Kira Adam was tired of waiting. When she first noticed the cavity about six months ago, she tried to book a dentist’s appointment in College Park, Maryland, where she lives, but she had trouble finding a practice that would take her Medicaid insurance. “Every time I tried to schedule it, it was a two to three month wait” for an appointment, she told me.
The cavity got worse. When she finally did get seen, the dentist told her she would need a root canal. It would cost $1,000, and her insurance would pay nothing.
“He told me to come back when I had the money,” she said. As a baker at Panera Bread, she knew it would be a while before she did. She applied for and received a loan through CareCredit, a medical financing company, but it was a few hundred dollars short. So she waited some more — and tried to ignore the pain that was now shooting through her jaw.
On September 5, 2014, the wait was over. Or at least, most of it was. She was sitting in the stands of the Xfinity Center at the University of Maryland (UMD) and looking down on the basketball court, where rows and rows of people were tipped back in dental chairs, getting their teeth fixed as part of a large dental charity event. Adam works at night, so her husband stood in line outside the building from 11 p.m. to 7 a.m. to secure her spot. Adam drove over straight from work, taking the orange bracelet from her husband’s wrist. The bracelet meant she was in.
It was sad how necessary the Mission of Mercy dental clinic turned out to be. A sign outside at 11 that morning announced that the day-long event was full and could not accept more patients.
Inside, just beyond the double-doors graced with a Fear the Turtle banner, a reference to the university’s mascot, what unfolded was the opposite of a typical American dental visit, with its gentle small-talk and freebie toothbrushes. Here, tired-looking patients sat clustered in groups behind black cloth dividers, their dentists racing by with barely enough time to look up. A seemingly disoriented woman ambled toward me, her mouth stuffed with bloody gauze.
Under the bright gym lights, the patients were nearly elbow to elbow as their doctors worked. The event saw 1,200 patients, up from 700 in 2013. Not everyone could be seen on Friday; about 1,000 were turned away and told to try again the next day.
A tiny 3D printer stamped out new, fake teeth as their future owners waited nearby. In the middle of it all, a choir sang hymns on an elevated stage, lending the whole thing the air of a Greek tragedy.
In the stands, hundreds of people sat waiting their turn. Like Adam, most had been there since the wee hours. The longest line of all was for endodontic services, such as root canals, which can cost thousands and are not covered by Maryland’s Medicaid program.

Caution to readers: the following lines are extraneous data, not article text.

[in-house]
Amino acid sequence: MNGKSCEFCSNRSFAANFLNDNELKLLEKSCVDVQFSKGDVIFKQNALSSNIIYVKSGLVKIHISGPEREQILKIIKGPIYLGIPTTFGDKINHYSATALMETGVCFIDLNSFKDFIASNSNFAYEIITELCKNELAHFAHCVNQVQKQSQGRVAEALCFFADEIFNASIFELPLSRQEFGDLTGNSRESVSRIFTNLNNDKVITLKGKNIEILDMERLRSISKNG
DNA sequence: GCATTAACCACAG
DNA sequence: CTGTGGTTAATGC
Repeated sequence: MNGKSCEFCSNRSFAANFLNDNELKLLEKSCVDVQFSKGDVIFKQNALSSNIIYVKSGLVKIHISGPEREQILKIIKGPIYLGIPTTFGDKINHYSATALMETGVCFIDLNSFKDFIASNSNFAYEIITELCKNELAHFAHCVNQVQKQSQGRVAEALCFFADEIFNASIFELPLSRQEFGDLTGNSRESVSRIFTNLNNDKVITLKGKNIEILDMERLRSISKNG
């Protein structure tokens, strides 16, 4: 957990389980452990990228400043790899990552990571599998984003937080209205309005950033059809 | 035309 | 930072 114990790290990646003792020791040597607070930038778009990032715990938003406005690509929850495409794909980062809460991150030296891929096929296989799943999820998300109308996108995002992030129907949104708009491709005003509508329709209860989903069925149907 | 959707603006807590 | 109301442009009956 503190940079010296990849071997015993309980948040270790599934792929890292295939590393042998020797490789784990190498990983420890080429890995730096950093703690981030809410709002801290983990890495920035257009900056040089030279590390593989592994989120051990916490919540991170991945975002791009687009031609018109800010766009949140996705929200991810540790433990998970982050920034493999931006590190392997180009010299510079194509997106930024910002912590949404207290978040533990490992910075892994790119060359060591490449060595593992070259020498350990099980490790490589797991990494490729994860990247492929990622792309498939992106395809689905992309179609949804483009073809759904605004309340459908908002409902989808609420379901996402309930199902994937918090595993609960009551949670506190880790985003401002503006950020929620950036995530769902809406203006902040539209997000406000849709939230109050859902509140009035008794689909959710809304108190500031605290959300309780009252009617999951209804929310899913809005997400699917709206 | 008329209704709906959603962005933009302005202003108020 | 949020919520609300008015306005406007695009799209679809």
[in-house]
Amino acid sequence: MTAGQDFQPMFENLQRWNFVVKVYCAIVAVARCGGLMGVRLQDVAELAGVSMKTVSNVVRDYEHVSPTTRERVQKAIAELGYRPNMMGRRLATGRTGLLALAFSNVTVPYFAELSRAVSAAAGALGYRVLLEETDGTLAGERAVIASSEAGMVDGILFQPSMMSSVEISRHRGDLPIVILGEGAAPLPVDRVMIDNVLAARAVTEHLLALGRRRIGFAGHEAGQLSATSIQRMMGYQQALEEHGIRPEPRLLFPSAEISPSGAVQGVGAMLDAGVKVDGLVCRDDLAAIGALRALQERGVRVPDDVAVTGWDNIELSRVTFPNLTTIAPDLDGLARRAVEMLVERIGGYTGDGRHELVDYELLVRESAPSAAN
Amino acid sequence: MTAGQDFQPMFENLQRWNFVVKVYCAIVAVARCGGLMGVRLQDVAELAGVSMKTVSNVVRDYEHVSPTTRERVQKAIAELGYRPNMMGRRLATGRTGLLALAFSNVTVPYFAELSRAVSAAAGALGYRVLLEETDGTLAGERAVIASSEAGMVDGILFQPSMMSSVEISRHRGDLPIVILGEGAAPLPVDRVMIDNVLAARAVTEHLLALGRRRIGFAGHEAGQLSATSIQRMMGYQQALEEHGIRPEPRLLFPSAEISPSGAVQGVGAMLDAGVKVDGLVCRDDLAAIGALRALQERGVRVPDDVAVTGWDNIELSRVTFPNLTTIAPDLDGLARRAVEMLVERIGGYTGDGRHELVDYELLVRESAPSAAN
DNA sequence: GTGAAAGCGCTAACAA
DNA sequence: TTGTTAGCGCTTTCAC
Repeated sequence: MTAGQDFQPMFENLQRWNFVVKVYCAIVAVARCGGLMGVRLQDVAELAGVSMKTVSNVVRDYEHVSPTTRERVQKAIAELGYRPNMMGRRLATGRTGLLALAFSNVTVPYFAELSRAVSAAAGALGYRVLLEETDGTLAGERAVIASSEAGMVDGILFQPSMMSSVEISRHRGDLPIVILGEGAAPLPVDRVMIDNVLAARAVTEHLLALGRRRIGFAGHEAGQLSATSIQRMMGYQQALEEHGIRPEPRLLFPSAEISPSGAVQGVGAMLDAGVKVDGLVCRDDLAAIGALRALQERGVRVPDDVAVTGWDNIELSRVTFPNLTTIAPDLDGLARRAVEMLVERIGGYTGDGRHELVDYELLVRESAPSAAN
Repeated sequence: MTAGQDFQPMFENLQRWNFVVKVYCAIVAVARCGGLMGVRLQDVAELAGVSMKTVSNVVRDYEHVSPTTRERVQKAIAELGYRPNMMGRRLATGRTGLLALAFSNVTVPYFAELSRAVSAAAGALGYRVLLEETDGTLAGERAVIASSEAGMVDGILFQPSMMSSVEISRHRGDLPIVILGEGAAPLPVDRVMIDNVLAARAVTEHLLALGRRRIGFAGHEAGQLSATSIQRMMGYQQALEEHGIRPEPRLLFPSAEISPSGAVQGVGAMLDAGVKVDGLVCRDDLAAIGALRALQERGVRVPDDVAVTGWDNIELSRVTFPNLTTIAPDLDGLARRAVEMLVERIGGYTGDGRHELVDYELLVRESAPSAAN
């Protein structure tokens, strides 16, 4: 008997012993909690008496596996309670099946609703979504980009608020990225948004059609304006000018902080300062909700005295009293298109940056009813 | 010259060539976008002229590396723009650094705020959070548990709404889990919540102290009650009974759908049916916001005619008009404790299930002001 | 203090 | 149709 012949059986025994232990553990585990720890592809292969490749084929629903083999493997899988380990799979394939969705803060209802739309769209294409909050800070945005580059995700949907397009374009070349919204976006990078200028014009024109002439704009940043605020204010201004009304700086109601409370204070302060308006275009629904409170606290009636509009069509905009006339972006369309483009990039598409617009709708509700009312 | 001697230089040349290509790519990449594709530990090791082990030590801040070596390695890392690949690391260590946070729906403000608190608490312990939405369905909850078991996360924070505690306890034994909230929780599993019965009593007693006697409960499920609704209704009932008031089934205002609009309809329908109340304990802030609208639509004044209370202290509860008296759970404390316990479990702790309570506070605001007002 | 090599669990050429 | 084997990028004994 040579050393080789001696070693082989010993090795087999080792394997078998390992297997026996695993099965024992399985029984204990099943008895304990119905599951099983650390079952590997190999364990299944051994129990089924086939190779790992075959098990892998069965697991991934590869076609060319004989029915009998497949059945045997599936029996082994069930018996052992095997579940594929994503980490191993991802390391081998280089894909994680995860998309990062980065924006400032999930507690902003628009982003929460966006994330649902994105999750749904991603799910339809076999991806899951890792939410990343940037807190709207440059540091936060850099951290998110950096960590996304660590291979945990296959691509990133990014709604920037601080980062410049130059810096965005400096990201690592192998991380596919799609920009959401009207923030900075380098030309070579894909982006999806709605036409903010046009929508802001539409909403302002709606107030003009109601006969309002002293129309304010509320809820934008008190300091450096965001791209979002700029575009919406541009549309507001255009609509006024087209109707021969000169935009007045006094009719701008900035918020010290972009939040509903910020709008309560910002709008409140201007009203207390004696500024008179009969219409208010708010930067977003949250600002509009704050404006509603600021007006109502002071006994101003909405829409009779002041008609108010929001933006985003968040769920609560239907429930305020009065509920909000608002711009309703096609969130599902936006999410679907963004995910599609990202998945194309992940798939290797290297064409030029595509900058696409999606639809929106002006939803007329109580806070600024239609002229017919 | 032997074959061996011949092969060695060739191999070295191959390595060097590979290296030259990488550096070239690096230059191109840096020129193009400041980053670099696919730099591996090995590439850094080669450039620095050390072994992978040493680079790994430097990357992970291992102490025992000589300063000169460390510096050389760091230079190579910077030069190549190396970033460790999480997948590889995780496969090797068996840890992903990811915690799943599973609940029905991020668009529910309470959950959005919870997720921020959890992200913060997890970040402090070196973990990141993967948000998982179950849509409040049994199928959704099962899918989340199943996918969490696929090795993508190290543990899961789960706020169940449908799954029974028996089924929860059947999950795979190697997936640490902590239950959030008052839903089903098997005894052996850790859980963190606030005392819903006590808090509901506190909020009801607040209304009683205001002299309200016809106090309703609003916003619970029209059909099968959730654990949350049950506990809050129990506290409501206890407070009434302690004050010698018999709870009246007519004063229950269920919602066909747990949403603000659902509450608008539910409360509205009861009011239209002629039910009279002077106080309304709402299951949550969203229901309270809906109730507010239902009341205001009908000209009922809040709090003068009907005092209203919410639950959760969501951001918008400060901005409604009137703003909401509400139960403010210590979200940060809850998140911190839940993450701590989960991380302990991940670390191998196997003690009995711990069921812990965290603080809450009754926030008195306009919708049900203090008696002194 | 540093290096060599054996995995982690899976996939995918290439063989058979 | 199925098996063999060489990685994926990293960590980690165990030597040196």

James Hart drove up from Waldorf, 35 miles away, for a root canal that he has needed for three months. A clinic referred him here after quoting him $1,300.
Rochelle Hernandez, from Laurel, also needed a root canal. She had tried to sign up for dental insurance, but after paying a few other bills, she couldn’t afford the premium. Two weeks ago, she was able to get a dentist to take X-rays of the offending molar by using a discount coupon. But when that office told her it would be $2,000 to fix the problem, she knew she’d be headed to the UMD clinic instead.
Several other people waved me away when I approached them, saying they didn’t feel like talking. I probably wouldn’t have, either, if my teeth were hurting and my only hope of stopping the pain was a day-long wait and a very public drilling.
About a third of people in the U.S. don’t visit the dentist every year, and more than 800,000 annual ER visits arise from preventable dental problems. A fifth of Maryland residents have not visited a dentist in the past five years. Despite the fact that dental procedures are some of the most expensive office visits, dental coverage is treated like a garnish — the parsley of the insurance world.
“Medicaid doesn’t acknowledge that you have teeth unless you’re a child,” said Thomas Ritter, a dentist who was volunteering at the event.
One reason for this is that since the beginning of time, dentistry and medicine have been considered inherently distinct practices. The two have never been treated the same way by either the medical system or public insurance programs. But as we learn more about how diseases that start in our mouths can ravage the rest of our bodies, it’s a separation that’s increasingly hard to rationalize.
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